LilySlim - Weight loss

Friday, February 6, 2015

We're Fat

So my husband and I did a "date night" tonight--dinner and a movie. I had hot and sour soup--num--and steak teriyaki. Not my first choice, but it was a combo meal with limited choices but great pricing and...I ate all of the steak. OMG. Delish. DH had orange chicken. It's the only Chinese he likes. (I keep trying to get him to experiment, but he won't.)

Then we went to see American Sniper. A great film that gives you lots to think about. My suspension of disbelief was firmly in place and Bradley Cooper was Chris Kyle. Awesome performance.

But as we were standing in line to give our tickets to the tickettaker, I noticed something. Fat people. A lot of them. I mean, aside from most of the kids, all the adults were fat. And I don't mean chubby, I mean A LOT fat. One poor guy I saw I was wondering where he was going to sit, I know he wouldn't fit in a seat. I barely did at 350 lbs and he was at least 100 or more pounds beyond that.

So in noticing all the fat people I realized two things:

  1. Americans, as a whole, are fat;
  2. I no longer think of myself as fat.


Would I have noticed all those fat people a year ago? The big guy for sure, because I really can relate to his predicament--wanting to see a movie, wondering where he'd sit.

I'm the same gal who went back to college in her 40s and would get to class early, sometimes an hour early, so I could find a desk or chair that I could fit into. Yeah, that was me. I got stuck in a desk in a counseling session full of people pre-semester, and it left a nasty bruise on my belly and then there was the shame. I don't know if anyone noticed I was stuck; I looked down and just walked away. But the memory haunts me to this day.

I both pity and understand fat people. I spent 30 years as a fat person in different sizes. It sucked in a lot of ways. I want to hand out my surgeon's card and tell people like the big man, "You don't have to live like this." But then I stop and think about how my journey to surgery took me to ten years.

I have lots more thoughts about this, but Starbucks is closing and unless I fancy spending the night here, we've got to leg it. Besides...I have SF chocolate pudding and a good book waiting for me. Kitties, too. ;-P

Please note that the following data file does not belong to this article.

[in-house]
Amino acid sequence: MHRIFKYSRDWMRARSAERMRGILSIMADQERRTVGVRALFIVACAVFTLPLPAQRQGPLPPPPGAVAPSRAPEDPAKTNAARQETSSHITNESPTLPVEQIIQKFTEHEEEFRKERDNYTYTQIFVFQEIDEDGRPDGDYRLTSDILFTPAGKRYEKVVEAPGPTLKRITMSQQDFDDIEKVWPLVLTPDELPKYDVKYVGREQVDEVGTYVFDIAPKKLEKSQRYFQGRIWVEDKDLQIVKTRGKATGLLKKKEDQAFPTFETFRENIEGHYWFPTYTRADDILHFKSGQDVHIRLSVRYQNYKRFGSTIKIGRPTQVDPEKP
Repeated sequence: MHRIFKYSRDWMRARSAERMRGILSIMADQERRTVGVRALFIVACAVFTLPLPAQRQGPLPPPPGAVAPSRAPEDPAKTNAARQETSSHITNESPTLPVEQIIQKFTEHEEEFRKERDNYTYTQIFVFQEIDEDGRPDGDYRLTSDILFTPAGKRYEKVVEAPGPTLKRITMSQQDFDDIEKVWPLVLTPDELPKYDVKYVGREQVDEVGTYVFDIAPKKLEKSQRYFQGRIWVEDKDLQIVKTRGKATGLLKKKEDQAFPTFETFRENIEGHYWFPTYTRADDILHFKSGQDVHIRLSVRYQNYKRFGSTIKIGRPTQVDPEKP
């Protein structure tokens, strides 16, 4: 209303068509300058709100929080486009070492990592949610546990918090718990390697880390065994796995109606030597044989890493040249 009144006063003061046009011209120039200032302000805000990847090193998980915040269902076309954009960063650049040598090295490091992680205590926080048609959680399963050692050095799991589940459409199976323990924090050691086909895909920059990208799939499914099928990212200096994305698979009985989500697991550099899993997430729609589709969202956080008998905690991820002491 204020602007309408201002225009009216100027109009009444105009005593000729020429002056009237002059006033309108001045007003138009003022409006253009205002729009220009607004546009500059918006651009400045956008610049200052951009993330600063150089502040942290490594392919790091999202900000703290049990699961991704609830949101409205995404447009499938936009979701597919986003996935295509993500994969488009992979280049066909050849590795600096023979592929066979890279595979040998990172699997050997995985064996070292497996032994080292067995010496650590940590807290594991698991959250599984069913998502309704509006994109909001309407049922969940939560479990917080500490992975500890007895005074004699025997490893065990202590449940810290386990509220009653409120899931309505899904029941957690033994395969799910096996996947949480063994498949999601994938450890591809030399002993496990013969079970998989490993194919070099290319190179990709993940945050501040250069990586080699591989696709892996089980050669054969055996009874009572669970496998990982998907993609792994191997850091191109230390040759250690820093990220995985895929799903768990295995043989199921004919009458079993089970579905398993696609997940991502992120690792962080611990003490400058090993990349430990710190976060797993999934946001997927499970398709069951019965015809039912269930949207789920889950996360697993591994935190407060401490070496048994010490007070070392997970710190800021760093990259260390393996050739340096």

1. It's sad but true. I am not a heavy person anymore; I lost 50 pounds about 30 years ago and have kept if off, except for the odd 10 pounds I keep gaining and losing. Due to a distorted body image, I still see myself as fat--until I go to the airport. I feel like such a tiny person! People actually seek me out to sit next to me because I don't take up extra room in my seat. It makes me sad to see our country in such a condition. I know it's a hard thing, but I worked really, really hard to make sure my kids didn't see food as comfort, learned to love moving their body however they want, and to make healthy choices. It has paid off--both work out regularly, are back to eating well after some crazy teen years, and are slim and healthy. We KNOW what causes obesity, but we are a nation of people who see food as a panacea to what ails us: pain, boredom, lack of connection. It kills me to see fat little kids, because I know what lies ahead. Eating out should be a treat, not a way of life. Oh, it's a multiheaded monster. I know it's not easy--I watch every calorie I consume--but I'm so happy to be healthy! I, too, feel compassion and pity, and I know the hard path. But I also know it's so worth it...

  2. And congrats on your new body image!! I wish I was as successful at believing what I see in the mirror...

  3. Obesity is such a complex, complicated disease affecting both mind and body...I blame technology (sedentary work), HFCS, fast food, designer food, processed food, commercials, and marketing. We're fatter than we've ever been in this country and those ^ are all the things that have changed in the last 60 years. I don't believe in blaming the individual, they/we already feel bad enough; the question is what we, as a society, do about it. I'm hoping the movement towards organic, non-gmo, and farm-to-table movements keep growing. I'm totally on board. When it benefits corporations to sell these things in large quantities, when we demand them, when we buy them...things will change. But right now, those of us struggling with obesity and its attendant issues, both physical and mental, all we can do is the best we can.

    Good for you for cutting obesity off at the pass before it became more than 50, more than 100, more even than that, and passing on those good habits to your children. *applause* It's hard. It's really, really hard. Even with WLS it's hard. One day, one hour, one moment at a time.